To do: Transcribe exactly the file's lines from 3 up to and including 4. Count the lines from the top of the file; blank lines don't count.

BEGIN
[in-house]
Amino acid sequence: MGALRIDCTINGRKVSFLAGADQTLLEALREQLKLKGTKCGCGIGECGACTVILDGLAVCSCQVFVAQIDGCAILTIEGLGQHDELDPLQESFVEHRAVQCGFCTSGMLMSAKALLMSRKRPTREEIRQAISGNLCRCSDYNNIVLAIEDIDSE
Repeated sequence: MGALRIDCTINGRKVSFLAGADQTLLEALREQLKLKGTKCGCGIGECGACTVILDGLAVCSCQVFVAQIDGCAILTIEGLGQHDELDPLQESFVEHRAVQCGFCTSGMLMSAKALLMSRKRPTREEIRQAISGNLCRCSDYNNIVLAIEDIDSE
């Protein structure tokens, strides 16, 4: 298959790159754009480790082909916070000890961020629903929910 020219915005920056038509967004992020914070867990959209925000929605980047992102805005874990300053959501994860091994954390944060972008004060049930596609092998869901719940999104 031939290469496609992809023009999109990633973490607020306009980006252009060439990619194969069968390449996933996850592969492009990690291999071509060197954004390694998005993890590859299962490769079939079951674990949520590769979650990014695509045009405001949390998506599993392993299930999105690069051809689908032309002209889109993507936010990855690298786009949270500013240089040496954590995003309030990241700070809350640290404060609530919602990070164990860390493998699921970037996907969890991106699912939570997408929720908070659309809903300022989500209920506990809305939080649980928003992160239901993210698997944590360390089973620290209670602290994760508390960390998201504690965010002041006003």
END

Repeated sequence: MGALRIDCTINGRKVSFLAGADQTLLEALREQLKLKGTKCGCGIGECGACTVILDGLAVCSCQVFVAQIDGCAILTIEGLGQHDELDPLQESFVEHRAVQCGFCTSGMLMSAKALLMSRKRPTREEIRQAISGNLCRCSDYNNIVLAIEDIDSE
């Protein structure tokens, strides 16, 4: 298959790159754009480790082909916070000890961020629903929910 020219915005920056038509967004992020914070867990959209925000929605980047992102805005874990300053959501994860091994954390944060972008004060049930596609092998869901719940999104 031939290469496609992809023009999109990633973490607020306009980006252009060439990619194969069968390449996933996850592969492009990690291999071509060197954004390694998005993890590859299962490769079939079951674990949520590769979650990014695509045009405001949390998506599993392993299930999105690069051809689908032309002209889109993507936010990855690298786009949270500013240089040496954590995003309030990241700070809350640290404060609530919602990070164990860390493998699921970037996907969890991106699912939570997408929720908070659309809903300022989500209920506990809305939080649980928003992160239901993210698997944590360390089973620290209670602290994760508390960390998201504690965010002041006003």